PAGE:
Marcus Vinicius (c. 5 BC – AD 46) was a Roman consul and, as husband of Julia Livilla, grandson-in-law (progener) of the emperor Tiberius. He was the son and grandson of two consuls, Publius Vinicius (consul 2 AD) and Marcus Vinicius (consul 19 BC).
Born at Cales in Campania, Vinicius started his senatorial career as quaestor in AD 20. That same year, Vinicius was requested to take part in the defense of Gnaeus Calpurnius Piso for the murder of Germanicus, but refused. He was present for the trial, as his name appears as one of seven witnesses of the Senatus consultum de Cn. Pisone patre, the Roman Senate's official act concerning Piso' trial and punishmen.
In 33, Tiberius selected him as the husband for Julia Livilla, the youngest daughter of Germanicus. On that occasion, Tacitus describes Vinicius as "mild in character and an elaborate orator."
For the term 38/39, Vinicius was proconsular governor of Asia; two years earlier, he had been appointed to a committee assigned to estimate the damages caused by a fire on the Aventine Hill.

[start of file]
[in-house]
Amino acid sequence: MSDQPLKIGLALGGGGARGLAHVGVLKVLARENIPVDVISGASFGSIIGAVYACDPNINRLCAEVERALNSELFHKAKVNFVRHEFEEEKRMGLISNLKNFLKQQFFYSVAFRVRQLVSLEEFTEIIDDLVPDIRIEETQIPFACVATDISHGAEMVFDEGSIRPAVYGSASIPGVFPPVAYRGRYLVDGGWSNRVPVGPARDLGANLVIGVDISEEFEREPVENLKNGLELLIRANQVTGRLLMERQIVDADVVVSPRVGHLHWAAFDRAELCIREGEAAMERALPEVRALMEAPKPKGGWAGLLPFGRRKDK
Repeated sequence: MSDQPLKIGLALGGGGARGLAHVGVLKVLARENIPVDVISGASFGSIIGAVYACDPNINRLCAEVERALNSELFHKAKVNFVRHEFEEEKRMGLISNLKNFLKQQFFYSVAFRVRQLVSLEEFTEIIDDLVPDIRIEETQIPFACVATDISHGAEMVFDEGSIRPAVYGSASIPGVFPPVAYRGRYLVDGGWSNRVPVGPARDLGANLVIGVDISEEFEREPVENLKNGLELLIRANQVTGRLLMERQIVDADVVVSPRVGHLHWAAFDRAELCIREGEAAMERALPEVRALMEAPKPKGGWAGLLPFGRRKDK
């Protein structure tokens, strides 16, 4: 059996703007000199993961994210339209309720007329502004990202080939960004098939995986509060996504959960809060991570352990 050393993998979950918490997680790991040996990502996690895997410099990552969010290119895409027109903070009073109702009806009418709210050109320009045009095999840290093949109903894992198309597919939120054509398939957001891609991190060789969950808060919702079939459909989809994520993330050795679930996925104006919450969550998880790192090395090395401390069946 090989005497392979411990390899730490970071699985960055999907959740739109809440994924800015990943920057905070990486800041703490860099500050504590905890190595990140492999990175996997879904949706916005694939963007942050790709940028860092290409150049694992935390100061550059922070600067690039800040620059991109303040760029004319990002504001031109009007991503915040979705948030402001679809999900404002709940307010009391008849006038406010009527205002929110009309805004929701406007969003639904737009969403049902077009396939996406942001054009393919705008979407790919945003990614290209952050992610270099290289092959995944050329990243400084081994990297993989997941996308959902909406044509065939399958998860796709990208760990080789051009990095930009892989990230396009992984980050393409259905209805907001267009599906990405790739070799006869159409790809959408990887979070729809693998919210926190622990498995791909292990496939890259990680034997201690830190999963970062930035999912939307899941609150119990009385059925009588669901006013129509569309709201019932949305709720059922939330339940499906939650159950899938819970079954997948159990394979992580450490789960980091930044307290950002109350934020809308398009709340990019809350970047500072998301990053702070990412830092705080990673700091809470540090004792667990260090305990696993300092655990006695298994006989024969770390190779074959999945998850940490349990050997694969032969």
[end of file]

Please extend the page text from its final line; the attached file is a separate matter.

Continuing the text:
Vinicius and his nephew Lucius Annius Vinicianus were involved in the assassination of the emperor Caligula and, for a short time, even tried to succeed to the throne.
After Claudius became emperor, Vinicius accompanied him during the Roman conquest of Britain in 43 and was awarded the ornamenta triumphalia. In 45, he was honored with the rare distinction of a second consulship as prior consul; his colleague that year was Titus Statilius Taurus Corvinus.
At Messalina's instigation, Vinicius was killed in 46. He nevertheless received a state funeral.
Appearance in fiction
The lead character in the novel Quo Vadis by Henryk Sienkiewicz, also named Marcus Vinicius, is the fictional son of the historical Marcus Vinicius.
Syme, Ronald (1939). The Roman Revolution. Oxford: Clarendon Press.
Vogel-Weidemann, Ursula (1982). Die Statthalter von Africa und Asia in den Jahren 14-68 n. Chr.: Eine Untersuchung zum Verhältnis Princeps und Senat. Bonn: Habelt.